Currabinny Cooks: Rediscovering old favourites more than ever

Use fresh herbs like basil and parsley to give this dish some lovely summertime freshness. You could also make your own tomato sauce using some lovely ripe tomatoes if you have them. In the traditional recipe for this, the eggs would be beaten first and then scrambled in the tomato sauce, but we prefer them poached.

Ingredients:

2 tbsp of extra virgin olive oil

2 red peppers, core and seeds removed, cut into thin strips

2 small onions or shallots, sliced very thinly

2 cloves of garlic, chopped finely

1 225g tin of chopped tomatoes

4 organic eggs

Sea salt and black pepper

Fresh basil and parsley to garnish

Good bread, toasted to serve

Method:

In a medium-large frying pan or sauté pan, heat the olive oil on medium-high and add the peppers, onions and garlic, cooking until tender for around five to seven minutes, be very careful not to let the garlic burn.

Tip in the tomatoes and season generously with salt and pepper. Simmer the mixture until it starts to thicken.

Crack the eggs into the bubbling mixture, evenly spaced apart and continue to cook until the whites have cooked and the yolks are warm and runny.

Season the eggs and sprinkle over a good handful of the chopped herbs.

Serve with freshly toasted sourdough.

Savoury Mince

What could be more useful, reassuring, reliable and comforting than a good savoury mince? We have started to make this every Monday and it usually becomes the makings of several dinners and lunches over the following days.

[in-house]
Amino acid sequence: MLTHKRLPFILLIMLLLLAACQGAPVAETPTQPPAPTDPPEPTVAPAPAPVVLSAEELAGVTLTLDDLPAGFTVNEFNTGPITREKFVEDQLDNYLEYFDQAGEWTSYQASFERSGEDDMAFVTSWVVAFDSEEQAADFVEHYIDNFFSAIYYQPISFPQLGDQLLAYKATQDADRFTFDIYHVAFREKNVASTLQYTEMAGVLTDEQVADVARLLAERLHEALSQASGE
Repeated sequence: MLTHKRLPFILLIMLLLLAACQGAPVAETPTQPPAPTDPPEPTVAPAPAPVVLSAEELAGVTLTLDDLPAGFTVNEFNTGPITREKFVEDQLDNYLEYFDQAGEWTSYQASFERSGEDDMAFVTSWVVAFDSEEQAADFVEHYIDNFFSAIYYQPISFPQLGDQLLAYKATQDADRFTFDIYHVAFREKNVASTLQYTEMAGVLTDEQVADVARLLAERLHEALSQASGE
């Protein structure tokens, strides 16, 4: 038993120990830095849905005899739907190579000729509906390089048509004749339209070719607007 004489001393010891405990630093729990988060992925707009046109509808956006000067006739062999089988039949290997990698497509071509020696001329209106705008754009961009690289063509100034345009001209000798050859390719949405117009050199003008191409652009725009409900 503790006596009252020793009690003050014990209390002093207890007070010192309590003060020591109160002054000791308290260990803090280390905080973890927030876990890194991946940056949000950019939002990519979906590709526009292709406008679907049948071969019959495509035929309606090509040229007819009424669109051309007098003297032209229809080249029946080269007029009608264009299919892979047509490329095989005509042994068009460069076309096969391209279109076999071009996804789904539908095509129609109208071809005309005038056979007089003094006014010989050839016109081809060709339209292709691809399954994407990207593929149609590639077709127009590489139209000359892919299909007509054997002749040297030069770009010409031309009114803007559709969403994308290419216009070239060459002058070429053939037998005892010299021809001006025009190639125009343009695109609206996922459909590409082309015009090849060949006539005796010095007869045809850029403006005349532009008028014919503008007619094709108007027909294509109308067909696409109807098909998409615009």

Currabinny Cooks: Rediscovering old favourites more than ever

Similar to a ragu, it is perfect with some tagliatelle or pappardelle. We have been having it with lovely new potatoes, smothered in garlicky butter and lightly crushed. A little bowl on its own also soothes the soul as a midday snack.

You could even make a quick lasagne with it.

Ingredients:

2 medium onions, finely diced

2 medium carrots, peeled and diced

1 stick of celery, finely diced

2 cloves of garlic, finely diced

500g good beef mince

1 tsp of dried parsley

1 tsp of dried oregano or marjoram

1 tbsp of tomato purée

1 400g tin of chopped tomatoes

200ml of beef stock

1 tbsp of Worcester sauce

Sea salt and black pepper

Rapeseed or extra virgin olive oil

Method:

In a large casserole (Dutch oven) heat the oil over medium high heat and add the onions, garlic and celery, seasoning lightly with sea salt. Move around the pan, until the onion starts to soften a little and become translucent. Add the carrot and continue cooking for another 10 minutes or so, turning the heat down to medium if you need.

Add the mince, and a good pinch of salt and freshly cracked black pepper. Move the mince around the casserole, breaking it up with the wooden spoon and letting it brown for around five to six minutes before adding the tomato purée and mixed herbs. Cook for a further five minutes and add the tinned tomatoes, Worcester sauce and beef stock.

Season lightly and turn the heat down low, letting it simmer gently, uncovered for 40 minutes to an hour, stirring from time to time. The final consistency should be a nice thick sauce, not too liquid and rich in colour and flavour.

What could be more useful, reassuring, reliable and comforting than a good savoury mince? We have started to make this every Monday and it usually becomes the makings of several dinners and lunches over the following days.

There are some recipes which prove so useful, so reliable, that they become part of your weekly routine. Other recipes offer you a way to utilise ingredients which are closing in on their use by date.